Rather than promoting an adversarial or exclusively evaluative model of writing, with such questions as “What are the weaknesses of the author’s argument?” or “Do you agree or disagree with the author’s position?” (although such questions could certainly be part of a series of questions), the seminars should encourage students to think of themselves as participants—as they, in fact, are—in a collaborative process of questioning and discovery and making new knowledge, at times working with and at other times working against conventionally held assumptions.
Typical Activities in First-Year Writing Seminars
- Working with other students' compositions
- Exploring new modes of composition and the affordances of different composing technologies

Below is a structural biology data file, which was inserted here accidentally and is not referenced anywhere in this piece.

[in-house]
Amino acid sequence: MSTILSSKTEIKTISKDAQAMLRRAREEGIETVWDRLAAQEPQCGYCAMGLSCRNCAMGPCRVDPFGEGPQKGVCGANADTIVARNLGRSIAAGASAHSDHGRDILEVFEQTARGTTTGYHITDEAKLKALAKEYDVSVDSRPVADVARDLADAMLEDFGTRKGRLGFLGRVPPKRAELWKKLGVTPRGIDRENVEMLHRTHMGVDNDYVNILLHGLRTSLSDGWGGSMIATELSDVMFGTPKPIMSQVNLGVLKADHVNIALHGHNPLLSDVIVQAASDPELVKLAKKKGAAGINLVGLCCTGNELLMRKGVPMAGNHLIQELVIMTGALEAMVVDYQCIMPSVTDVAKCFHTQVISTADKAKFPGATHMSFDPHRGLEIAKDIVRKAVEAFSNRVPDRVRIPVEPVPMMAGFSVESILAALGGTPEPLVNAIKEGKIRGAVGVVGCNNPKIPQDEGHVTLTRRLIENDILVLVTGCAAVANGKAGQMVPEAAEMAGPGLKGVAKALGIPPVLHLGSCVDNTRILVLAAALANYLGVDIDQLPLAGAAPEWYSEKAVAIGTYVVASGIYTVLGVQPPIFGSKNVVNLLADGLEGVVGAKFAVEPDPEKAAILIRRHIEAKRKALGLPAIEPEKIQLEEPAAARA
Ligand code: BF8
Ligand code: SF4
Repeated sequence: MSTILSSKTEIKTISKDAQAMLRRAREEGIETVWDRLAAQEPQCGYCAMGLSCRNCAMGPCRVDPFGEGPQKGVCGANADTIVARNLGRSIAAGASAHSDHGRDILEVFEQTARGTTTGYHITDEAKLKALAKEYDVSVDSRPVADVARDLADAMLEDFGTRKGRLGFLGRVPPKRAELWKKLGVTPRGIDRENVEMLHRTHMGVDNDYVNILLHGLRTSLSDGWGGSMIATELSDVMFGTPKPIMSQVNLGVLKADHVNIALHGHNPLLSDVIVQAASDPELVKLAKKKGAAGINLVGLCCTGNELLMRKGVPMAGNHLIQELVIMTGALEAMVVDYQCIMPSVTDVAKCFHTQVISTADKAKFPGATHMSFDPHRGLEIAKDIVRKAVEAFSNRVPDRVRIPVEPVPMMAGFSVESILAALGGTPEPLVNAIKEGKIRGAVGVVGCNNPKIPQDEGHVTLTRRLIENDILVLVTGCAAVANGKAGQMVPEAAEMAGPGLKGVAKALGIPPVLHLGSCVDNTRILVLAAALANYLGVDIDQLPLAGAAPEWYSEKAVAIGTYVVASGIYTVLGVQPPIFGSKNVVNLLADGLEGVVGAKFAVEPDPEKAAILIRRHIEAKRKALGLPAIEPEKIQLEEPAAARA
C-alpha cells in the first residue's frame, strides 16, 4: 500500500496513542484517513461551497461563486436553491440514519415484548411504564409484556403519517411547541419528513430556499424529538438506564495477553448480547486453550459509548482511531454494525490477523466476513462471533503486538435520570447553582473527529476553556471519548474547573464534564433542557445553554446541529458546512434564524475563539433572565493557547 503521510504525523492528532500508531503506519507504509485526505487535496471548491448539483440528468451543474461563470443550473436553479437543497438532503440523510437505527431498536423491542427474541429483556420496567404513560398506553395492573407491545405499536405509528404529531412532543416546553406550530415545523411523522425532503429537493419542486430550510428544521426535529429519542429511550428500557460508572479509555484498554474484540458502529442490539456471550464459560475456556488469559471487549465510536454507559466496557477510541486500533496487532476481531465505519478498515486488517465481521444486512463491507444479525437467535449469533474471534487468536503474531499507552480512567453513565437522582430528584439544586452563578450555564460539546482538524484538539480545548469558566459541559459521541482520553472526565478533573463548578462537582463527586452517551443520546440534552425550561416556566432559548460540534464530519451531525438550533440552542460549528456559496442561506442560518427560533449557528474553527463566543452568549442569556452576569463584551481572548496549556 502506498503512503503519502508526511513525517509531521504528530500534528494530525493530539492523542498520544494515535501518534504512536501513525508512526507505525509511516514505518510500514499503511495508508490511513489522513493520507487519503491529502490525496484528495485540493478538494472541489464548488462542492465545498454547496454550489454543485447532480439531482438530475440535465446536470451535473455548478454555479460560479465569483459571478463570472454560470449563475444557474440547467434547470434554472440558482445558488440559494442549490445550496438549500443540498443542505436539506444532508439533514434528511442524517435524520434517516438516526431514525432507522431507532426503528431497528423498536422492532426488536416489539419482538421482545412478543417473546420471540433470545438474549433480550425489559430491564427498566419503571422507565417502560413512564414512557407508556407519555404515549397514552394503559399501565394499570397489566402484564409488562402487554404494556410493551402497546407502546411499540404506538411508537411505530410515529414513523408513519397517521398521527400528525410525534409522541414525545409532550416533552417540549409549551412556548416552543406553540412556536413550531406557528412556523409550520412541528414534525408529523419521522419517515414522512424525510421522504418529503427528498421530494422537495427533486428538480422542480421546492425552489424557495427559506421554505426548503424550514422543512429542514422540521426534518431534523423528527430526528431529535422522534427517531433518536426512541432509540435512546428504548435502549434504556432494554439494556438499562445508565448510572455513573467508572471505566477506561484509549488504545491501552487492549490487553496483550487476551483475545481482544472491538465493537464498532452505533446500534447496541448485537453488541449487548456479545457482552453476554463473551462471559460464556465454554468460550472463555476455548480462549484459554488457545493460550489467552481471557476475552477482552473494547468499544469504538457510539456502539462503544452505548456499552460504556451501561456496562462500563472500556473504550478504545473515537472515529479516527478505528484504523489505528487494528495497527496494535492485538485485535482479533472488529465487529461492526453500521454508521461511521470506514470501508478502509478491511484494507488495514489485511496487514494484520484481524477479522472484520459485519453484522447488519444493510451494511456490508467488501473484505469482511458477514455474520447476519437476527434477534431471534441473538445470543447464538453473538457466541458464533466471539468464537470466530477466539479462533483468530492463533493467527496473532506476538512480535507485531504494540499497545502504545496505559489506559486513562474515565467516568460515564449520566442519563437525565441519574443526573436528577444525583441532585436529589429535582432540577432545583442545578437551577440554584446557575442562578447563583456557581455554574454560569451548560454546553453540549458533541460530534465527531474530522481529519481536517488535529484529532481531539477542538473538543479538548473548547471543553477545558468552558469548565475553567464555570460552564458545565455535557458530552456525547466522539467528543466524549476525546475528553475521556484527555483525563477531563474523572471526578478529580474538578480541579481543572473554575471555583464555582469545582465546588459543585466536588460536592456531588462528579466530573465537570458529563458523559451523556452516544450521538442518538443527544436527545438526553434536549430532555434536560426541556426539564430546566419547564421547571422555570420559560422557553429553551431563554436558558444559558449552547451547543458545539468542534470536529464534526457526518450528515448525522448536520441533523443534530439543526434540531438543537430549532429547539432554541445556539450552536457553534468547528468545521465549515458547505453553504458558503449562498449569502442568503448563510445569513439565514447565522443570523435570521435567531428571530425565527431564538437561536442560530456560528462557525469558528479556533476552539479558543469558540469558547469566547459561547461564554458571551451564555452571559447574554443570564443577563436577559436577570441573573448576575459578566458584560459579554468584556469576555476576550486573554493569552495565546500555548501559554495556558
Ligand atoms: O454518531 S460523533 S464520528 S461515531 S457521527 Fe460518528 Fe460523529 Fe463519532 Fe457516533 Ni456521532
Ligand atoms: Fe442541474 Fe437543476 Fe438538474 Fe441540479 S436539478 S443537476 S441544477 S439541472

- Writing brief, exploratory in-class responses; for example, a 15-20 minute focused free-write about their writing practice or current assignment
- Revising, individually and in groups, in either workshops or in dedicated conference time
Note: As this list of typical activities and the conference discussion below indicate, student engagement on many levels is at the heart of the First-Year Writing seminars. Engagement is linked to attendance, as students cannot engage when not in class; as such, attendance is linked to engagement requirements in determining a final grade. The seminars are largely writing workshops, analogous to science lab courses (also four-credit courses). Lack of engagement (i.e., nonattendance or meager in-class contributions) may lower student grades. Instructors should distribute a course description, which must include at least a partial schedule, during the first week of the semester. The course description should include information such as the texts for the course, the instructor’s office hours, amount and type of work required, and grading policies, including an attendance/engagement policy.